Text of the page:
New Antibiotic Enhancer has Independent Antimicrobial Activity

debchenBy Deb Chen, PhD Candidate at Devine Lab, CBR

The discovery of antibiotics transformed patient care and dramatically advanced medical interventions and treatments. However, the relentless rise of antibiotic resistance over the years continues to threaten the diverse fields of medicine, including surgery, cancer chemotherapy, transplantation medicine and others.

Recent PhD graduate, Dr. Dustin King, from the Strynadka Lab at the CBR, discovered unexpected properties of the newly FDA-approved antibiotic enhancer, avibactam. The drug was expected to block the bacterial defenses against broad spectrum antibiotics. However, it was also found to have direct anti-microbial properties, making it the first such drug introduced to the market within the last 30 years.

Bacterial cells are unique from ours in that they have an essential cell wall structure, which is constructed of a massive net-like ‘peptidoglycan’ protective layer that envelops the entire cell. The synthesis of peptidoglycan involves penicillin-binding proteins, or PBPs, which were characterized through their affinity for penicillin.

Penicillin, cephalosporins, and other related antibiotics share a similar core structure, the β-lactam ring, and thus are collectively referred to as β-lactam antibiotics. These are the most common types of antibiotics used in the clinics, for their potent ability to kill a broad range of bacteria. b-Lactam antibiotics are able to bind to the PBP active site and irreversibly inactivate their function, which then interrupts the formation of the peptidoglycan layer. This subsequently leads to irregularities in the bacterial cell wall structure (e.g., elongation defects) and results in cell death.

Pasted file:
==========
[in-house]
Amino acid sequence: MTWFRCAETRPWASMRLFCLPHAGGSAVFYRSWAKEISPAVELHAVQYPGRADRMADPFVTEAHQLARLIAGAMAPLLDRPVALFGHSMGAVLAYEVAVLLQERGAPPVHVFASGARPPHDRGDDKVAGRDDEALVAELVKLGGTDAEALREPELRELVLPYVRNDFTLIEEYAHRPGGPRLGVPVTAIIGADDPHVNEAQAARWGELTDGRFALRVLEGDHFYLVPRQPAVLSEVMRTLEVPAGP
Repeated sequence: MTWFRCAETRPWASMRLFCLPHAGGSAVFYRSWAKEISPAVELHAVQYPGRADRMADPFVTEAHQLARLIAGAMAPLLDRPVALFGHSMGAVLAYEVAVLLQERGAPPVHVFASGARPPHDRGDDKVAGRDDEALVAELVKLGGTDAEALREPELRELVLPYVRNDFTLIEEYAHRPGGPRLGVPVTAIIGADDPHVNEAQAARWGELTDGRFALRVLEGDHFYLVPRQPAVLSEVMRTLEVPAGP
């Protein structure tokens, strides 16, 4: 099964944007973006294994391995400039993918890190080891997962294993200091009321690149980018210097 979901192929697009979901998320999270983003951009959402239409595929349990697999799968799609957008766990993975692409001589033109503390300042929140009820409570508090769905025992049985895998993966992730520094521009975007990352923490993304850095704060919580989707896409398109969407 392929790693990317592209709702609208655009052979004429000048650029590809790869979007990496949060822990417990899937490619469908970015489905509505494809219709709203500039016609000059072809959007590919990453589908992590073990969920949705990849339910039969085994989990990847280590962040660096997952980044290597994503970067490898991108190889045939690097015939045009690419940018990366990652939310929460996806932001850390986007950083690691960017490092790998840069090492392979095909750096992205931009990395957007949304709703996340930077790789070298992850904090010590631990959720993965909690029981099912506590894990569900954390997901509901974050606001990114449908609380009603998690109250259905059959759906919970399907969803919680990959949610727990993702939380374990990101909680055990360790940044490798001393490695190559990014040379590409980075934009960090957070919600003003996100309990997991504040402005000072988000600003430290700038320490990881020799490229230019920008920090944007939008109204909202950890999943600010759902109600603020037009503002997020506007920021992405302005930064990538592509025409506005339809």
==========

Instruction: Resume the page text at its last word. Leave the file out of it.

Lactamase_schemeOver time, however, bacteria acquired the ability to produce protective enzymes, such as b-lactamases, which are able to break the b-lactam ring open and deactivate the drug’s antibacterial properties.

Published in ACS Infectious Diseases, Dr. King and the research team in the Strynadka lab at the CBR, found that small amounts of avibactam and other diazabicyclooctane (DBO) derivatives were effective in inhibiting the growth of different multi-drug resistant Gram-negative clinical pathogens. This ability was independent of the presence of protective bacterial b-lactamases, suggesting that these drugs can act as direct antimicrobial agents. They further demonstrated that these DBO derivatives, in addition to protecting against b-lactamases, also directly act on PBP to inhibit the synthesis of the peptidoglycan layer and to disrupt cell wall structure.

“The DBO b-lactamase inhibitor constitutes the only such drug to be introduced into the clinic in over 30 years,” commented Dr. King. He is hopeful to play a part in the ongoing world-wide battle to “revive our current b-lactam [antibiotics] pool” through the development of novel b-lactamase inhibitor compounds. This finding is pivotal in the global effort to ensure public health and in finding new tools to design next generation pharmaceuticals with expanded spectra of activity against currently untreatable, antibiotic resistant pathogens.